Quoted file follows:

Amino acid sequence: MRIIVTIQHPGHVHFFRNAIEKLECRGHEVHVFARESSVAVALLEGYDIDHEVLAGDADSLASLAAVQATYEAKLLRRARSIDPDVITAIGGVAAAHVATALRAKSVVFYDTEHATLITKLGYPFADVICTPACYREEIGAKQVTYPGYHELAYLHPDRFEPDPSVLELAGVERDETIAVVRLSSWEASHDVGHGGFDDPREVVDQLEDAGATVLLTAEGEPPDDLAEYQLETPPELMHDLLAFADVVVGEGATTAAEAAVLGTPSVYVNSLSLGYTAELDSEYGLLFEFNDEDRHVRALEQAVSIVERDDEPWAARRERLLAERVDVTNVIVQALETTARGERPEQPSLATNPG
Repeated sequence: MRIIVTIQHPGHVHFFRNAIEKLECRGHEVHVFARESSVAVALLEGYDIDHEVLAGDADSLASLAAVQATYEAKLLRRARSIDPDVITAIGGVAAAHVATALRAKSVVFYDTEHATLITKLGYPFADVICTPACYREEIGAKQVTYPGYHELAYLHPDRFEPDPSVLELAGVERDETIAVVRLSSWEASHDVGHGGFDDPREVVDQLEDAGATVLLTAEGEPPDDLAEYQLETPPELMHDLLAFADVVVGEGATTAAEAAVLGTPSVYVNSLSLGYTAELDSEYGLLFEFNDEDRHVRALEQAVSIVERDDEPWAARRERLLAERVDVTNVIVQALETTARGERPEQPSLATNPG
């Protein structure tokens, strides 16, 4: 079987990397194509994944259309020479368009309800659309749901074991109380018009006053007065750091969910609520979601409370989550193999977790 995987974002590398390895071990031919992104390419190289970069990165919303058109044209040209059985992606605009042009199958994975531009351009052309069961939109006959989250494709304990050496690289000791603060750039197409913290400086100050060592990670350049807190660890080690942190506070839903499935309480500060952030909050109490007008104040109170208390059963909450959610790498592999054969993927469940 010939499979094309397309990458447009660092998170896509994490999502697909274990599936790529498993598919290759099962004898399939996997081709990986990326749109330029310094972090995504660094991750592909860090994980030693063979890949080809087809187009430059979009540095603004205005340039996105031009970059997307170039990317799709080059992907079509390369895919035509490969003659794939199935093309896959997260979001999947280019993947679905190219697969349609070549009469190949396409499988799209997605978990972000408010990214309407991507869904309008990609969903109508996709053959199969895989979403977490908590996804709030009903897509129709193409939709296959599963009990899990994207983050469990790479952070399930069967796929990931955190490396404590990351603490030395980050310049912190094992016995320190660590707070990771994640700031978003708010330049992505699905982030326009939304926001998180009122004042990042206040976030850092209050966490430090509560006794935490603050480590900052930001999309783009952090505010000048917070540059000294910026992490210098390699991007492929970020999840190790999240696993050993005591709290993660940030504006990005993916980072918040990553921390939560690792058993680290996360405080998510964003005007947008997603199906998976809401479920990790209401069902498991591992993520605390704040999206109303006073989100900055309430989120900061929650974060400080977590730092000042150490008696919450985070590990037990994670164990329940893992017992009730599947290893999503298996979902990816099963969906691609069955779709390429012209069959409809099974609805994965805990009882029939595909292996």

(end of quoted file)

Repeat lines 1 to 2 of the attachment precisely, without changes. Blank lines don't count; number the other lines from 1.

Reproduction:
Amino acid sequence: MRIIVTIQHPGHVHFFRNAIEKLECRGHEVHVFARESSVAVALLEGYDIDHEVLAGDADSLASLAAVQATYEAKLLRRARSIDPDVITAIGGVAAAHVATALRAKSVVFYDTEHATLITKLGYPFADVICTPACYREEIGAKQVTYPGYHELAYLHPDRFEPDPSVLELAGVERDETIAVVRLSSWEASHDVGHGGFDDPREVVDQLEDAGATVLLTAEGEPPDDLAEYQLETPPELMHDLLAFADVVVGEGATTAAEAAVLGTPSVYVNSLSLGYTAELDSEYGLLFEFNDEDRHVRALEQAVSIVERDDEPWAARRERLLAERVDVTNVIVQALETTARGERPEQPSLATNPG
Repeated sequence: MRIIVTIQHPGHVHFFRNAIEKLECRGHEVHVFARESSVAVALLEGYDIDHEVLAGDADSLASLAAVQATYEAKLLRRARSIDPDVITAIGGVAAAHVATALRAKSVVFYDTEHATLITKLGYPFADVICTPACYREEIGAKQVTYPGYHELAYLHPDRFEPDPSVLELAGVERDETIAVVRLSSWEASHDVGHGGFDDPREVVDQLEDAGATVLLTAEGEPPDDLAEYQLETPPELMHDLLAFADVVVGEGATTAAEAAVLGTPSVYVNSLSLGYTAELDSEYGLLFEFNDEDRHVRALEQAVSIVERDDEPWAARRERLLAERVDVTNVIVQALETTARGERPEQPSLATNPG